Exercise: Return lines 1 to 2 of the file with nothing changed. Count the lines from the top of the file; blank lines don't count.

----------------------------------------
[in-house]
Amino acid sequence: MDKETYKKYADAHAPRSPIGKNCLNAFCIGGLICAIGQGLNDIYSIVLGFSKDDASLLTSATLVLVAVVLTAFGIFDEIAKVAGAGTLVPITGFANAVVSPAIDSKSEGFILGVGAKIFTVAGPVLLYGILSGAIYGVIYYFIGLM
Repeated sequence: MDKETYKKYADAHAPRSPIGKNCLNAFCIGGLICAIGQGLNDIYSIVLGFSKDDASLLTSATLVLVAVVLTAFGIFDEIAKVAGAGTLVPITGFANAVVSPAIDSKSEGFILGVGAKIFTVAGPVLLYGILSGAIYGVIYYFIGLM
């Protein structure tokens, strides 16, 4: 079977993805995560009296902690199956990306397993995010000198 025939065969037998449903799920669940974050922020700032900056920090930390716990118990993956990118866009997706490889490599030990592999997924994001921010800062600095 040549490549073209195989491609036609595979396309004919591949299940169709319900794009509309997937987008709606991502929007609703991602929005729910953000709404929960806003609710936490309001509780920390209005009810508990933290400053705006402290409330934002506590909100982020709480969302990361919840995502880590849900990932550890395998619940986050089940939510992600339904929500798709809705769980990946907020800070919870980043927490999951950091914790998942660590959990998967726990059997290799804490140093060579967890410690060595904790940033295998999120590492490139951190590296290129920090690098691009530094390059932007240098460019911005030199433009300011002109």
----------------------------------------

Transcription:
[in-house]
Amino acid sequence: MDKETYKKYADAHAPRSPIGKNCLNAFCIGGLICAIGQGLNDIYSIVLGFSKDDASLLTSATLVLVAVVLTAFGIFDEIAKVAGAGTLVPITGFANAVVSPAIDSKSEGFILGVGAKIFTVAGPVLLYGILSGAIYGVIYYFIGLM